For me the soultion is generally, leave to the states what is best left to the states (for example intrastate commerce or traffic laws), leave to the feds what is best left to the feds and get rid of the crap that’s left over if we truly don’t need it. The ideology means nothing to me and so, BTW, does consistency provided a person doesn’t trash a position while simultanesously doing exactly the same thing -see most any scandal in the past 200 years.

      In other words, it isn’t about small or large government to me, it isn’t federal vs. states rights for me. It’s a case of what works best, subject to the idea that nothing is perfect and that requires some thought and discussion, not a line out of a textbook.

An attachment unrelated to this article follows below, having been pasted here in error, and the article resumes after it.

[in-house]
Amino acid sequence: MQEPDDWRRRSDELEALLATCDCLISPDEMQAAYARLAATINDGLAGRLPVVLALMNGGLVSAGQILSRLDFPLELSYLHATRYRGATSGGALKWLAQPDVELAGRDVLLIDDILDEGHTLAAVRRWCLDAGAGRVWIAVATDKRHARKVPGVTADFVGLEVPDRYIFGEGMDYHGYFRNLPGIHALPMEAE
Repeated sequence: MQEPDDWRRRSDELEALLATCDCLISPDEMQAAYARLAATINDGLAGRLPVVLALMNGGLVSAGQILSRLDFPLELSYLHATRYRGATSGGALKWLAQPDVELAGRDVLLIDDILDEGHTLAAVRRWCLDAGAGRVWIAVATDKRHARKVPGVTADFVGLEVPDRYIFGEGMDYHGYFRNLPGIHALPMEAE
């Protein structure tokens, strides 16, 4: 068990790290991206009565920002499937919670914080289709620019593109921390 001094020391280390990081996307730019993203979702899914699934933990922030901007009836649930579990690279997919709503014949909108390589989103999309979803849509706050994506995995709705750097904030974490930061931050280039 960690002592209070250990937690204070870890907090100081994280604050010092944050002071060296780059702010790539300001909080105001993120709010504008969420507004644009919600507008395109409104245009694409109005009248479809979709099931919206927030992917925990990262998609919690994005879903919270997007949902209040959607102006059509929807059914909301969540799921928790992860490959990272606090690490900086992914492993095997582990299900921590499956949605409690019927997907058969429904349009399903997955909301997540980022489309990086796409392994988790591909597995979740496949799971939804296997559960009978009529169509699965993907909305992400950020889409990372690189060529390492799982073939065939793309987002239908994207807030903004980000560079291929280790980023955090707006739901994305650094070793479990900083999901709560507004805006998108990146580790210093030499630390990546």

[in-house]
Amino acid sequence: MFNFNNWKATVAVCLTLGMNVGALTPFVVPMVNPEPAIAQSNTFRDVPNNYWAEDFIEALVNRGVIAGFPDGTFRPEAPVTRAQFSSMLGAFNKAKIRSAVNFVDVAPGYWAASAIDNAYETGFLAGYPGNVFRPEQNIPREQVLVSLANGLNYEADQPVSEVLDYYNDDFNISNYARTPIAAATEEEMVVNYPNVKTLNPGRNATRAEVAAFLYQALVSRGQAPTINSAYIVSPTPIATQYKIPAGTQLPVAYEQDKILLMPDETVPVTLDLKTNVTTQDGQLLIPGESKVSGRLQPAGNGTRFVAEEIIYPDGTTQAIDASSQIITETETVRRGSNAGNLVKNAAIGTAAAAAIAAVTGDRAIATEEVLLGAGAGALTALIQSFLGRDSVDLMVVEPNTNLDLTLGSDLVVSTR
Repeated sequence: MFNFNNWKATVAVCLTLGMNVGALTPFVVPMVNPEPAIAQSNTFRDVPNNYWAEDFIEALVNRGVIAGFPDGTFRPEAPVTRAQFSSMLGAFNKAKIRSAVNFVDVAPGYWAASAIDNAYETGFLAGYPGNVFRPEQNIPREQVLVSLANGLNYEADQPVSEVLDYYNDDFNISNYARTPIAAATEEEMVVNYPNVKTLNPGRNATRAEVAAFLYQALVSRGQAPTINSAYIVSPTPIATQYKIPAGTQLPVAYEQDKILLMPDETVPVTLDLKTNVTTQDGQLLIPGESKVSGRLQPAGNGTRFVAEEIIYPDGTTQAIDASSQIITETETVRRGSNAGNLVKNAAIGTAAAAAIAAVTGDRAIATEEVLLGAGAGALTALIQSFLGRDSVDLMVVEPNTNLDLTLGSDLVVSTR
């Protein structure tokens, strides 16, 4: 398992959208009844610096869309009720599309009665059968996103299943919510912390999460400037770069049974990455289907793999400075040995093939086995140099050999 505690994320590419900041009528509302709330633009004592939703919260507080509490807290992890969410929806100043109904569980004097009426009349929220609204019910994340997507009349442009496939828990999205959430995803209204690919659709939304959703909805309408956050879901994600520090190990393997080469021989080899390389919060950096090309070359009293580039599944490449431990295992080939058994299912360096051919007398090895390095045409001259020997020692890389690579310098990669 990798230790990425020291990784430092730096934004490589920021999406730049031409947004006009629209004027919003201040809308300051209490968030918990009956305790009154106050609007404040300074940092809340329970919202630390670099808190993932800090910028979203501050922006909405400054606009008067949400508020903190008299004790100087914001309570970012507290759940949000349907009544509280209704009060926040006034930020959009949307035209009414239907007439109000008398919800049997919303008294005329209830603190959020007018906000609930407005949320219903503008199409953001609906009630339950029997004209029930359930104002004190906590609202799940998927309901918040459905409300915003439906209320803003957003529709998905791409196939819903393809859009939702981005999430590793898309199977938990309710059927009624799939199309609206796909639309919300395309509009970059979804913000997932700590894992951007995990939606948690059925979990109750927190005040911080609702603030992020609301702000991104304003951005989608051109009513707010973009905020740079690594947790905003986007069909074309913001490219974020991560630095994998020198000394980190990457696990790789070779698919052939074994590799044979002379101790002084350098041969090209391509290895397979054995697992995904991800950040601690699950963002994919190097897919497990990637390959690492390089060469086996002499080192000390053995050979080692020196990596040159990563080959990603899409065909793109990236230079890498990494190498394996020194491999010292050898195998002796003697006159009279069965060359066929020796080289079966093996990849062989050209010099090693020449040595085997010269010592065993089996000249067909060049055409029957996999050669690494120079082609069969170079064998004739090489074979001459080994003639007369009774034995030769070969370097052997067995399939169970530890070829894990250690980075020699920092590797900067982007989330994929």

Yeah, there I go asking for too much again. ๐Ÿ™‚

      • Okay, it didn’t occur to me to defend DOMA on the federalism issue. As long as it exists, Congress can’t go legislating ssm — as if anyway but just saying. That does kind of make sense from a libertarian point of view but still, it is the bigger, badder federal government coming in and messing with people’s most intimate lives, all in the name of bigger, badder government not imposing a contentious solution on a contentious problem, as you say.

        Removing jurisdiction makes sense, too, on the same grounds.

        For me, it all revolves around whether marriage to the person of one’s choice — barring very close intermarriages because of the fear of the sort of traits that tend to show up in heavily intermarried families — is a right or a privilege. If it’s a right, then government has no business saying they can’t marry. Well, the SCOTUS has decided that marriage is an elemental right. So long as that position holds, I think you’ve got to allow ssm so long as there is no good evidence that ssm causes societal harm — and as hard as Social Conservatives have tried to say otherwise, there doesn’t seem to be any that I’ve ever seen.

Give Us Some Choice Words